Cure my heat, cold whipping Whitby winds, for the love of jolly Britannia and her trident (and her chippies). I long ago fled the Mojave Desert for northern latitudes, for the Northwest, for the chill, pine, raincloud, but lo and ho, the whole West is seasonally feverish, if not charred. Gone to cinders. Godawful for this chionophile-in-spirit. I need Whitby’s cold compress. A tonic bowl of seaspray and fog. 

Inverness, the Inner Hebrides, Edinburgh, Orkney, etc., I’ve searched these for my lake isle of Innisfree, with those “low sounds by the shore,” and all are beloved, but Whitby—Whitby!—I anchor in Whitby. I endeavor, with Captain Chill, to write of seashells by the seashore: books of seashell philosophy, books barnacled and cold to the touch, books on how I, knowing enough of heat, say that ice is great and will suffice. 


No, I don’t think you ought to read even three paragraphs on rejection. Not for you, this writerly phobia, salted wound, the keepers clinking the wrought iron closed. Why should I share what claret we’ve spilled? Don’t you see us sucking the floor for it? The fruit was pressed so sibilantly. Off, then. Off our backs, and back to your harbor in the dawn. 

No, nothing’s reciprocal between us, so nothing’s owed to you, so up your tropical tree, melon. Quite contrarily, we’re contraries—a sort of wintry mix of zero-summers (such puns belong to rejected authors). Welcome to the finitude. Your slice is mine, stolen. Those eyes you win, those readers, I wish them rheumy today; that is a just dessert for preferring your work. What a calamity all this. 

No, you may not partake. You are not worthy of partaking. To you, Argus Panoptes shuts every lid. No mausoleum; a mass grave. No swigs of commemorative champagne; a sneeze. Many little hatchlings and chicks were crushed today, or dehydrated, or chewed, or starved to death. Why, honestly why, ought you deserve better than those innocent bastards? 

Hill of Joy

The old vineyard’s deities have vanished. The support group has disbanded. Now, mouthless in the end, the writer wrestles in a chair. One touch of ink to net an ocean. Do you like the sound of that? We have no good offering; we feel the ocean surging; that’s all. Oh to blow a sour breath of praise. Oh the white eye yellows soon away. My hands—eight, nine, ten years fresh—in silliness pawed a smiling linen moon in the black champagne of space. Oh gripless rushing. Oh bad poetic moods.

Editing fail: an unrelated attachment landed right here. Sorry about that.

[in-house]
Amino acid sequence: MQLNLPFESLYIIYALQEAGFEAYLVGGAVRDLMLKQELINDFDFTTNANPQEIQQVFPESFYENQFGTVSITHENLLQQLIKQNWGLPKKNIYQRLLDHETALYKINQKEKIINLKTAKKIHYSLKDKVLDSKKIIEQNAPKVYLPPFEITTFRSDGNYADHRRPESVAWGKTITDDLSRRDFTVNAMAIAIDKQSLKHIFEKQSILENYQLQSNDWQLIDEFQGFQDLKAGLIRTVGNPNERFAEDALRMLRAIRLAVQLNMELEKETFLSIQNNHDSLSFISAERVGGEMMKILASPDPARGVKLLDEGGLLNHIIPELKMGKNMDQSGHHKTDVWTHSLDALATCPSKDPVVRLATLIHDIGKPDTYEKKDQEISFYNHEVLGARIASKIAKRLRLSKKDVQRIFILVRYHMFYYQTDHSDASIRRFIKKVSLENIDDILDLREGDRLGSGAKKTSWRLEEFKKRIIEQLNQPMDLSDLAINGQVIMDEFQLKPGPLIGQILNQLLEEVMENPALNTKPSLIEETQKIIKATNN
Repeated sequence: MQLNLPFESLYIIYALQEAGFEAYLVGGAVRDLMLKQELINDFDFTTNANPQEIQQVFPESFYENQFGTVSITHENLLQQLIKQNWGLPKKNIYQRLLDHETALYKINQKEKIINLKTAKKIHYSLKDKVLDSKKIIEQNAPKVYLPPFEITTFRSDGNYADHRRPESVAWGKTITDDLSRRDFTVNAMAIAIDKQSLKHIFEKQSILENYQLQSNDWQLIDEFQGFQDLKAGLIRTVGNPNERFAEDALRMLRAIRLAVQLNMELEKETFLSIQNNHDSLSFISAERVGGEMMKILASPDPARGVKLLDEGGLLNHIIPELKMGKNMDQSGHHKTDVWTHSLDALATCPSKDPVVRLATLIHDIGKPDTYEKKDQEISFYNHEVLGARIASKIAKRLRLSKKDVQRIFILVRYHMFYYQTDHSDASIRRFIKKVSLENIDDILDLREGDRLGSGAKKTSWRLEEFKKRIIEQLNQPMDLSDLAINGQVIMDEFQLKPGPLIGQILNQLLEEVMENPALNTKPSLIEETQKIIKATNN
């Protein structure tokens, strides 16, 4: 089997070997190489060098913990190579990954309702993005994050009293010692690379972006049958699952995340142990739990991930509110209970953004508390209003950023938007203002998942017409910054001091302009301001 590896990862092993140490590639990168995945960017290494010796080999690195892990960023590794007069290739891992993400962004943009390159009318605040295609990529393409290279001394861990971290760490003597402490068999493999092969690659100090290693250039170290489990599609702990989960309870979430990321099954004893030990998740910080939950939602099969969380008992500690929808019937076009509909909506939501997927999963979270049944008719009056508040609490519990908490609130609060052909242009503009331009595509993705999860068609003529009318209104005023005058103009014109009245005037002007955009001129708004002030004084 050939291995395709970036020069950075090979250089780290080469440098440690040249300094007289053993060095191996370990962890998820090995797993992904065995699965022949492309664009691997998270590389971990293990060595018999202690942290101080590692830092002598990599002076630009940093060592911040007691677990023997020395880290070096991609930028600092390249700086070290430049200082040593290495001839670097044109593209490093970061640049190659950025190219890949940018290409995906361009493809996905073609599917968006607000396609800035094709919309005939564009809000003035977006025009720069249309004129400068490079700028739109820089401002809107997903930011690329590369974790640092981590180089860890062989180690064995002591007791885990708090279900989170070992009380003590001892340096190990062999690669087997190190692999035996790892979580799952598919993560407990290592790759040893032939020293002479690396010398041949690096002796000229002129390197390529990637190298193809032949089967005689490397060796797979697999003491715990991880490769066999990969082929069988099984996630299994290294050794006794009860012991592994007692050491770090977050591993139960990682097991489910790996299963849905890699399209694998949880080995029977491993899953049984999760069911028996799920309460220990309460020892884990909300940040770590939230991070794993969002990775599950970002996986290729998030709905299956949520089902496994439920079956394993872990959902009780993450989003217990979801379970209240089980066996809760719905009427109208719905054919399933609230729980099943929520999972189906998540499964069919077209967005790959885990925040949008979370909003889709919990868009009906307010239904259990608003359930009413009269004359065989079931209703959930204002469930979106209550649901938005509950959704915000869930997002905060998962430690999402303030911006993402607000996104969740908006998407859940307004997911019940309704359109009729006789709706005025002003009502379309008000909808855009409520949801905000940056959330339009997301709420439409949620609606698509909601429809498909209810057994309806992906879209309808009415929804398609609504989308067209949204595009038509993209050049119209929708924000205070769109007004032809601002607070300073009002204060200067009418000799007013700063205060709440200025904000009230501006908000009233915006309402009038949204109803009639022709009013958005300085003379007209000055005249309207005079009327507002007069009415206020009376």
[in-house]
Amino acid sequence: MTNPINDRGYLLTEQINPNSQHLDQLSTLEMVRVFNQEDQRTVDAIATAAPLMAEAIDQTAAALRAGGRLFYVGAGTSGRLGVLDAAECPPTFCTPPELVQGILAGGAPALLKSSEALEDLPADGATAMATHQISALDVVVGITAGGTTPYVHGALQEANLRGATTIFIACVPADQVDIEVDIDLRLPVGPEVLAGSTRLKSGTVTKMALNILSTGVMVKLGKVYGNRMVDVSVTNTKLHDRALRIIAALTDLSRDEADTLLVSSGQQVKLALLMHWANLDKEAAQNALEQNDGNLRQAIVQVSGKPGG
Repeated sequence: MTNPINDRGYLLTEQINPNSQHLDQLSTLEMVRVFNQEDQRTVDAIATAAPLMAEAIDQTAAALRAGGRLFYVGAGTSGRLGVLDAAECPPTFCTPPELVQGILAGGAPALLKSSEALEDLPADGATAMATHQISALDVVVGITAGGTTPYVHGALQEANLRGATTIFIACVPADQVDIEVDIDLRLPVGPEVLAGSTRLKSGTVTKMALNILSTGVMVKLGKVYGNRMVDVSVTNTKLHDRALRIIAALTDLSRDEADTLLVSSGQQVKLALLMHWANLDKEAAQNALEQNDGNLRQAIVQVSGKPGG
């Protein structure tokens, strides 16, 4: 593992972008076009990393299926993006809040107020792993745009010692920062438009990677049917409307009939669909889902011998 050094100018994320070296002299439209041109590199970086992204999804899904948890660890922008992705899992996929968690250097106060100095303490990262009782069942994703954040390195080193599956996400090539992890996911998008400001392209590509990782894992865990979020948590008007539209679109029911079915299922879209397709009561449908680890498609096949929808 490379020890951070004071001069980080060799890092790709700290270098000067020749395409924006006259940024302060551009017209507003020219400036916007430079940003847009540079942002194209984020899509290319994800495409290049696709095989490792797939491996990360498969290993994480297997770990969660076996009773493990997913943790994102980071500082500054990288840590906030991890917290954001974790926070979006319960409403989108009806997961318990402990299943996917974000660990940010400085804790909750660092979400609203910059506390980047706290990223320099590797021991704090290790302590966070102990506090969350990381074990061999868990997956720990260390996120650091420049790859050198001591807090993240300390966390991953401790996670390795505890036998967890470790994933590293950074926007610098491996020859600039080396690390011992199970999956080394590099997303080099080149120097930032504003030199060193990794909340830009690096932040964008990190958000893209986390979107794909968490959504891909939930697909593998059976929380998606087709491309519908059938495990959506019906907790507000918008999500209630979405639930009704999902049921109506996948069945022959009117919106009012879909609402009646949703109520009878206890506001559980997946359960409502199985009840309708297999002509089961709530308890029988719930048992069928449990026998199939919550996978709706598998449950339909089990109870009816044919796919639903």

Exquisite friends and funeral guests, all bets are on again. We could’ve been anyone, yet we were us. So has your crockpot had a sincere cry lately? Exquisite friends, crumbs from mother’s cookie, from murk and mania and guessing, curious and mercurial, and gasping, we’ve arrived to gather the fluid of the labyrinth’s eye. Is there a sum due for unsolvable grief? Clap enamel, and muscle move, and whatever’s iced inside warm it. Time to write.

What comical cosmical thoughts I’ve thunk today! All this infinity a single point of slowing light. Webs of raw meat in a wrinkled hunch. What to write, to do, now? A few sentences shy of a suicide note, death’s long surprise, a distance growing more distant, every sun sinking, stained-glass eyes, a libation to a contradiction. I mostly thank you, world, for a bittersweet moment—my moment with you (sanctified, if anything is). Call me your hill of joy, eternal real, but not your mountain.